A Case of Bullous Congenital Ichthyosiform Erythroderma, a Rare Pediatric Genodermatosis, in a Newborn

Case Report

Austin J Dermatolog. 2014;1(4): 1016.

A Case of Bullous Congenital Ichthyosiform Erythroderma, a Rare Pediatric Genodermatosis, in a Newborn

Millsop JW1*, Sivamani RK1, Lee DC2, Konia T1,3, Subramanian N2 and Fung MA1,3

1Department of Dermatology, University of California, USA

2Department of Pediatrics, University of California, USA

3Department of Pathology, University of California, USA

*Corresponding author: Millsop JM, Department of Dermatology, University of California, Davis, 3301 C Street, Suite 1400, Sacramento, CA 95816, USA

Received: July 10, 2014; Accepted: August 08, 2014; Published: August 13, 2014


Bullous congenital ichthyosiform erythroderma is a rare autosomal dominant genodermatosis that typically presents in newborn infants. Mutations primarily of keratin 1 or keratin 10 causes, defective keratinization, leading to skin fragility, blistering, and hyperkeratosis. This condition can be difficult to distinguish from other exfoliative and bullous conditions, including staphylococcal scalded skin syndrome. We report a case of bullous congenital ichthyosiform erythroderma in a 12-hour-old infant and discuss the approach to management of the disease as well as the differential diagnoses.

Keywords: Bullous congenital ichthyosiform erythroderma; Epidermolytic hyperkeratosis; Ichthyosis; Blisters; Newborn


BCIE: Bullous Congenital Ichthyosiform Erythroderma; ICU: Intensive Care Unit


Bullous congenital ichthyosiform erythroderma (BCIE), also known as epidermolytic hyperkeratosis, is a rare autosomal dominant skin condition with a prevalence of 1 case per 200,000 to 300,000 individuals [1]. Up to 50 percent of cases can occur as sporadic mutations. BCIE is caused by mutations in keratin 1 or keratin 10, which are involved in suprabasilar keratinocyte differentiation [2- 6]. Mutations in keratin proteins lead to defective keratin formation and disruption of the keratin cytoskeleton. Furthermore, keratin mutations result in abnormal keratin filament clumping. These defects in the keratin protein network result in subsequent skin cell collapse and skin fragility. This clinically manifests as blistering, hyperkeratosis, and hyper proliferation.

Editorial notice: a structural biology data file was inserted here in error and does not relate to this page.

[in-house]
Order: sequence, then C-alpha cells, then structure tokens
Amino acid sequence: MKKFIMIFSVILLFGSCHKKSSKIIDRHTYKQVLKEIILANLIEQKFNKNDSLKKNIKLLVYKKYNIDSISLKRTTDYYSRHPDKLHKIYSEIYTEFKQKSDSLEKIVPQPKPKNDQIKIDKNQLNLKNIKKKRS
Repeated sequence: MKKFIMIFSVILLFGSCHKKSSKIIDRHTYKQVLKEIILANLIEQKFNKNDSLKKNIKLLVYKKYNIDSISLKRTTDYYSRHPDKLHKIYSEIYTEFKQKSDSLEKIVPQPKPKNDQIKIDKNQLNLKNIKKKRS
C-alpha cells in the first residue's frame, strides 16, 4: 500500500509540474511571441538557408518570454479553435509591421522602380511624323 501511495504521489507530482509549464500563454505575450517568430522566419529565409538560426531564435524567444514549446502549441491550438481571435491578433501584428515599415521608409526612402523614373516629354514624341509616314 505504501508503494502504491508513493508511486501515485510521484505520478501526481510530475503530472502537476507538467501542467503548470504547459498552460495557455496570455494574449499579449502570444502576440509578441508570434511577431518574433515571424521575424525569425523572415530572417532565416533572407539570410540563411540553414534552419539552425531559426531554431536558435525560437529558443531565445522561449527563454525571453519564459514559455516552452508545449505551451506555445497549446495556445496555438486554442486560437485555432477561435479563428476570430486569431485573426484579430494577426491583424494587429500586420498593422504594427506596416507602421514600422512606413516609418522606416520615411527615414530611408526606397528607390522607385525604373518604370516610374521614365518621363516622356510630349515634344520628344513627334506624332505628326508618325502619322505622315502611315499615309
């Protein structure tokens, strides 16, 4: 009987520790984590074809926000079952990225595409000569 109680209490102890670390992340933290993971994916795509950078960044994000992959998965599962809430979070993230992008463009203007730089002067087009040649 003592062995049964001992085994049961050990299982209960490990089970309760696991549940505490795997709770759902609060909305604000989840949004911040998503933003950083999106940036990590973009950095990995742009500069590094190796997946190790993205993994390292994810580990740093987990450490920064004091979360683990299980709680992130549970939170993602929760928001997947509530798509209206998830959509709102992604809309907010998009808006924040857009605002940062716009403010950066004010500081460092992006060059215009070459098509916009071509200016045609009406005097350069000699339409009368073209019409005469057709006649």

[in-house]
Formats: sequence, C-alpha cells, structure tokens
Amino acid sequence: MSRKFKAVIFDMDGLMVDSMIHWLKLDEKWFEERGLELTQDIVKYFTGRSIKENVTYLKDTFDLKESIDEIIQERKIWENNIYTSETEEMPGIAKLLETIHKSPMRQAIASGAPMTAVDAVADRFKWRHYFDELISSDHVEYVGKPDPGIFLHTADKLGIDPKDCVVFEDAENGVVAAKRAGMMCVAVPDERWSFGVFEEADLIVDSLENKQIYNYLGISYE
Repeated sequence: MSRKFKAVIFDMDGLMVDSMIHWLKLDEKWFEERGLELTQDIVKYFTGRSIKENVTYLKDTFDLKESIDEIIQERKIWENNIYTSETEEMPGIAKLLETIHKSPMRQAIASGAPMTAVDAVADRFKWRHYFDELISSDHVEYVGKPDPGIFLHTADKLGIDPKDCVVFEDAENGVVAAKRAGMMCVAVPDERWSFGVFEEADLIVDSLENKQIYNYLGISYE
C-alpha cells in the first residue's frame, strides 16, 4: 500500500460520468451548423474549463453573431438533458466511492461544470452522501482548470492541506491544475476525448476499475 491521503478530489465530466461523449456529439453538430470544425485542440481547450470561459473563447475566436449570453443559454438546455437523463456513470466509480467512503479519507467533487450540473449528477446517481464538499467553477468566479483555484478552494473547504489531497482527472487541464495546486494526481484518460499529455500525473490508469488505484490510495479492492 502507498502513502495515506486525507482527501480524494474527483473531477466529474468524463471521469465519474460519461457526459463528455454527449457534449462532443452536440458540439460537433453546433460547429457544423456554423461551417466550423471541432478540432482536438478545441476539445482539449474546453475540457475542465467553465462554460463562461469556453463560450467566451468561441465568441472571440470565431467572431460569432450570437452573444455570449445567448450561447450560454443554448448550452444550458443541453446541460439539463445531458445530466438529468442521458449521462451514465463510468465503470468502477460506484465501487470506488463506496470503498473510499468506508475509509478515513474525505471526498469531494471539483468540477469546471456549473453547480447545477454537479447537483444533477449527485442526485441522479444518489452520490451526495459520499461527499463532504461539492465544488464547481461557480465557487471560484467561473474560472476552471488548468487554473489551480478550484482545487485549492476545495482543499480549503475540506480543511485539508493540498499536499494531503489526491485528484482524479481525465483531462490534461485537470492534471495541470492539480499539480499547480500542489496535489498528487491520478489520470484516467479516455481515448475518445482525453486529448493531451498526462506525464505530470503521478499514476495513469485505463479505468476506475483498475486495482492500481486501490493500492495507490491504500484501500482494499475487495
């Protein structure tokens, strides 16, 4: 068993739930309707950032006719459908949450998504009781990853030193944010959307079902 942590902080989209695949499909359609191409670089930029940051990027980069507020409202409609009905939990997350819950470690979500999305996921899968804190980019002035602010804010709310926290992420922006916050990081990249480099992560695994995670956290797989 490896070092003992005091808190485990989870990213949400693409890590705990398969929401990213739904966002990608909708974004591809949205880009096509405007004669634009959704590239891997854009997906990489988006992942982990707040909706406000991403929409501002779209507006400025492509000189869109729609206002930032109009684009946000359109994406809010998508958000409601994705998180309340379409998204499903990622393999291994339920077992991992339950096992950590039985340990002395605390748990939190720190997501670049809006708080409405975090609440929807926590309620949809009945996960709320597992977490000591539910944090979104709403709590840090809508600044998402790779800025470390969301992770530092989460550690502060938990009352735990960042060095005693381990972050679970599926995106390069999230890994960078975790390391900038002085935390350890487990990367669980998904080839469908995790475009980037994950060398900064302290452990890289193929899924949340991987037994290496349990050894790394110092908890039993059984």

Onset of BCIE typically occurs in newborns. At birth, patients present with generalized erythroderma, characterized by erythema and scaling, with or without edema over 90% of the skin [7]. Erosions, blisters, and peeling are typically present [7]. Although the blistering and erythema often improve over time, hyper keratotic scale becomes more prominent, most commonly over the neck, hands, feet, and joints. Other affected areas include the scalp and the infragluteal folds. An ichthyotic skin disorder persists throughout the lifetime of the patient.

BCIE can be difficult to distinguish from exfoliative skin diseases and bullous conditions. Herein, we present a case of BCIE in an infant, describe how the final diagnosis was obtained, and discuss management and treatment strategies for patients with BCIE.

Case Presentation

A 12-hour-old infant female presented with multiple erosions to the inpatient neonatal intensive care unit (NICU) at the University of California, Davis Medical Center after transferring from an outside facility. She was born by caesarean section at 36 weeks at the outside facility and was reported to be feeding well prior to her transfer. Blisters and erosions were noted at birth, at which point, the patient was transferred and she had been empirically started on vancomycin and gentamicin. There was no known history of bullous or ichthyosiform disease in her immediate family including two siblings; the extended family history was uncertain. Physical exam revealed an afebrile newborn with superficial erosions over the entire body, especially on the lower extremities and the groin (Figure 1). She had multiple bullae the left palm (Figures 2). These bullae and erosions were notably present on sites exposed to more friction such as the buttocks, thighs, posterior calves, palms, and soles. She was erythroderma with a fine white scale over the entire body. Her blood and wound cultures from the erosions were negative. Her blood chemistry and blood cell counts were within normal limits.